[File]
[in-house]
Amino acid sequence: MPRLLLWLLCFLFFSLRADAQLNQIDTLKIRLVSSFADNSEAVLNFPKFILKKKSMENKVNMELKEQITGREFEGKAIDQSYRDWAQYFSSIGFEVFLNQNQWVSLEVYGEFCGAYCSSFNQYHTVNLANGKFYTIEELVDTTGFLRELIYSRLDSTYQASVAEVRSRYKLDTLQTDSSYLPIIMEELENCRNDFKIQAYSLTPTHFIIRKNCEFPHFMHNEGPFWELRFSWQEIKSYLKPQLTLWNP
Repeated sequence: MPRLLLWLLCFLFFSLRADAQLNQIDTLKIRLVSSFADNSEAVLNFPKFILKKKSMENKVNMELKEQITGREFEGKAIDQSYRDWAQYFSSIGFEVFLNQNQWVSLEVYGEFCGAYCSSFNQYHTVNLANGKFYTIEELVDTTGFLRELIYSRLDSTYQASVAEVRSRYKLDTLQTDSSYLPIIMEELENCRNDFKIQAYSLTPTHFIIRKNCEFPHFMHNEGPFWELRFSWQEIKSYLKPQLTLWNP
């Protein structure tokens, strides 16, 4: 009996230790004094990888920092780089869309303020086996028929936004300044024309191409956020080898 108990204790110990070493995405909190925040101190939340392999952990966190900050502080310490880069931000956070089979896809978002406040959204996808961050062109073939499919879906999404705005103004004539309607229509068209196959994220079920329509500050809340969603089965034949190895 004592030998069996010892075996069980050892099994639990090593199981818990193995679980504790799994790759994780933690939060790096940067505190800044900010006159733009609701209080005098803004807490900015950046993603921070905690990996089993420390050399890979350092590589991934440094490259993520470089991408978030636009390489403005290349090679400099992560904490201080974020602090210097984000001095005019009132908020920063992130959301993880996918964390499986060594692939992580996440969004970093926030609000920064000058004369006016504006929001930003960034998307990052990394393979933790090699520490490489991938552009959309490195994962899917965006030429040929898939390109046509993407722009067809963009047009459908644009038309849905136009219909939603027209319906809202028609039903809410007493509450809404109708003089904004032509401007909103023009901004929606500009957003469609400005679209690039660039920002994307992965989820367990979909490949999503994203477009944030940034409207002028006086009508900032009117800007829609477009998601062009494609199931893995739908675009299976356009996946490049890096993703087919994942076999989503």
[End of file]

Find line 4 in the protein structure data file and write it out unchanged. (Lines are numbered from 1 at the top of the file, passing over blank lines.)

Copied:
């Protein structure tokens, strides 16, 4: 009996230790004094990888920092780089869309303020086996028929936004300044024309191409956020080898 108990204790110990070493995405909190925040101190939340392999952990966190900050502080310490880069931000956070089979896809978002406040959204996808961050062109073939499919879906999404705005103004004539309607229509068209196959994220079920329509500050809340969603089965034949190895 004592030998069996010892075996069980050892099994639990090593199981818990193995679980504790799994790759994780933690939060790096940067505190800044900010006159733009609701209080005098803004807490900015950046993603921070905690990996089993420390050399890979350092590589991934440094490259993520470089991408978030636009390489403005290349090679400099992560904490201080974020602090210097984000001095005019009132908020920063992130959301993880996918964390499986060594692939992580996440969004970093926030609000920064000058004369006016504006929001930003960034998307990052990394393979933790090699520490490489991938552009959309490195994962899917965006030429040929898939390109046509993407722009067809963009047009459908644009038309849905136009219909939603027209319906809202028609039903809410007493509450809404109708003089904004032509401007909103023009901004929606500009957003469609400005679209690039660039920002994307992965989820367990979909490949999503994203477009944030940034409207002028006086009508900032009117800007829609477009998601062009494609199931893995739908675009299976356009996946490049890096993703087919994942076999989503």